I kind of set myself apart from these culture-war things because I'm like, "I just want to know what the truth is. I just want people to be decent people and be cool together."

The end.

[Laughs.] This was a great interview. Thank you for your time.

[Laughs.]

I ask because I would agree with you and I have spent most of my career not exclusively focusing on videogames. It's one of many things that I've written about. With this, I'm doing a deeper dive in trying to understand these lenses that you talked about, and trying to erode them and make them at least from the videogame side not have people continue to think what many already think.
In other words, because it's been so insular that there are so many pundits and experts and people in videogames who think videogames are unlike anything else in the world. Which, of course, is not true.
And so, with this and with you, there's a lot of stuff that comes to mind. I guess a really good place to start with digging into Deflategate is -- maybe you already said this with your questing for truth, but what was it about Deflategate that activated your sense of justice beyond your being a lawyer?

Well --

As I understand it, and I Googled around, you were one of the first people outside of Boston to step in and write about this and talk about this when established sports writers were holding off.

Sure. Well, I think part of it is that filter thing we were talking about. There's so much things going on in the world that nobody can be an expert in everything. Yeah.

Like, if there is a topic in the world, there is somebody who has specialized knowledge about that topic. I actually started writing about NFL discipline things in 2006. [Laughs.] So, it's been a while. I kind of know the context of things.

Back then, I wrote for what was a great sports blog called AOL FanHouse. At the time, they were looking for a Texans writer and I had a Texans blog and there weren't very many Texan blogs because at the time the Texans were coming off a 2 and 14 season. So, that's not a very enjoyable thing to write about. [Laughs.] But I was writing about it because I was interested. They were rebuilding the team. So, these people reached out to me and said, "Hey, we have this blog. Will you write about it?" Well, at the time, I hadn't told anybody that I was a lawyer. Like, they had no idea. I'm not somebody that goes around, "I'm a lawyer! Listen to me!" Like, who cares? Especially when you're talking about football.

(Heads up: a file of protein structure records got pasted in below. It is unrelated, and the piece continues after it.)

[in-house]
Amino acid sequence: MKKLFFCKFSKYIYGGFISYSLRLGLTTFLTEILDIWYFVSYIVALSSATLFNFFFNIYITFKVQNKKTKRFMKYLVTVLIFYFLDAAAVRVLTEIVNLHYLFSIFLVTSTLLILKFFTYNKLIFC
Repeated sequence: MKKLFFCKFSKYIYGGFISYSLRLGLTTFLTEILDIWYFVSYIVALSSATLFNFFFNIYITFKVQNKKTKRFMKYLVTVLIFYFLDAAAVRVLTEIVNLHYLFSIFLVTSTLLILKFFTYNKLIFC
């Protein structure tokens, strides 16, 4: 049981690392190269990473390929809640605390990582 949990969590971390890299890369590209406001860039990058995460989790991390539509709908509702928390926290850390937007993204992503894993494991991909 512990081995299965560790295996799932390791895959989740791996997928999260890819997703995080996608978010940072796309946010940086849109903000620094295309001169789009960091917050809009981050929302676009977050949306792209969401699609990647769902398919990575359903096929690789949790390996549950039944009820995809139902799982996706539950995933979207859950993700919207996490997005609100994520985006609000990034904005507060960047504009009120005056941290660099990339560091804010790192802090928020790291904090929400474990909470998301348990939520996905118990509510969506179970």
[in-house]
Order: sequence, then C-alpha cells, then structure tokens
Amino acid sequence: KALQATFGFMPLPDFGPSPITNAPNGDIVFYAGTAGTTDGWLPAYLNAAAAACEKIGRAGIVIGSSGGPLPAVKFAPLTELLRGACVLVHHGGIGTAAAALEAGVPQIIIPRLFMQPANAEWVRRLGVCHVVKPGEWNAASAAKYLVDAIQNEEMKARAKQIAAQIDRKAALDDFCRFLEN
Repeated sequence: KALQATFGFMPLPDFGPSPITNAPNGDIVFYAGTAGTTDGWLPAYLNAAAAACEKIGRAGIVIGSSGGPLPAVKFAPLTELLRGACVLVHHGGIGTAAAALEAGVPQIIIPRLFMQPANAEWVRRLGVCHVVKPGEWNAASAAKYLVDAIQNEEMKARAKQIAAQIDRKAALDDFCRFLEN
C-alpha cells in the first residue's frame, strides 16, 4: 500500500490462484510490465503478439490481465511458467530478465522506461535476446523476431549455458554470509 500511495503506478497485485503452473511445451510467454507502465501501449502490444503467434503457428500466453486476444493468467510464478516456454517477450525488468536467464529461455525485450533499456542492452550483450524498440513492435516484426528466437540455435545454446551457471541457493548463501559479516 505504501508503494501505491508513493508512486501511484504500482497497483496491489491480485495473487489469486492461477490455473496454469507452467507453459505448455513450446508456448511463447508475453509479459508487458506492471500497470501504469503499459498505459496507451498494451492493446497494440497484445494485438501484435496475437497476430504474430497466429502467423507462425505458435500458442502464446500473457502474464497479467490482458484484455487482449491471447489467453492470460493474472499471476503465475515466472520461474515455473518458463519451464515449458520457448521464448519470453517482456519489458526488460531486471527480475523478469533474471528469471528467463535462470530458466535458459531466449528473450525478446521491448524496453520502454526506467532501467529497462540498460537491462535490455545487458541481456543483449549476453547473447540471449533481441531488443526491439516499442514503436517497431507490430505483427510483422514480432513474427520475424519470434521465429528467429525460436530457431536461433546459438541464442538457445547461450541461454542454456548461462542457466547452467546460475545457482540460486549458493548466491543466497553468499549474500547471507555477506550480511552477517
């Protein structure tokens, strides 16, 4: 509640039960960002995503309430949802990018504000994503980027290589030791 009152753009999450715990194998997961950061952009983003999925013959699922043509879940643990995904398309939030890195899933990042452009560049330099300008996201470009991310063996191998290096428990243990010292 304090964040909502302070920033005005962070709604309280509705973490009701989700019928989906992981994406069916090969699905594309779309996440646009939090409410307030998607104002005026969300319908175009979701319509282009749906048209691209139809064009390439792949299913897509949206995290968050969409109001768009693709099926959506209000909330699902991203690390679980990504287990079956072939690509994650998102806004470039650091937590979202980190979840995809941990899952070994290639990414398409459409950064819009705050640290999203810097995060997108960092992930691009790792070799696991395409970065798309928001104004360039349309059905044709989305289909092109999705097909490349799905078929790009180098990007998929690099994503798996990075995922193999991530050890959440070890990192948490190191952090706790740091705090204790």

But then it became more relevant because a lot of NFL things were overlapping with legal things. I was seeing a lot of people struggle with writing those things. And so, eventually, I volunteered to my editors that, "Hey, I'm a lawyer and I know about these things and I could write something specific to this." I think the first thing that really caught on, thinking back on it, was when I wrote about a really obscure point in Spygate.

At the time --

But you were early to write about that as well, too, am I right?

Yeah, yeah, I wrote about Spygate because there was a question about Patriots Assistant Matt Walsh, who wouldn't say what he knew because he was afraid of being sued.

There was a question about whether he could spill the beans, if he got indemnified against liability. There was a hold-up between the NFL and his lawyers and everybody else, why they couldn't get a contract to get him to start talking.

“Indemnification” is a topic that a lot of sports fans know nothing about, and I know about it, wrote a law review article about the topic and have lectured about it, so I could help non-lawyers with it. I ended up seeing some of the documents involved and was quoted in the New York Times about it.

And so, I explained everything in words that -- like, I really enjoy explaining legal things so that non-legal people can understand them because, really, that's what good lawyers do anyway with their clients. So, I was just doing it for the world at large. It kind of caught on where I started helping journalists out, learning what these things were because I had a background in that area. And then, it kept on having all these discipline issues come up with the NFL, everything from the allegations against Ben Roethlisberger, which obviously was a big thing, and there was an evolution on how the NFL was dealing with off-the-field things. Both on- and off-the-field things. And so, fans are just like, "Hey, I'm trying to figure out what's gonna happen. I'm trying to figure out if my favorite player is gonna play. What's the story on this?"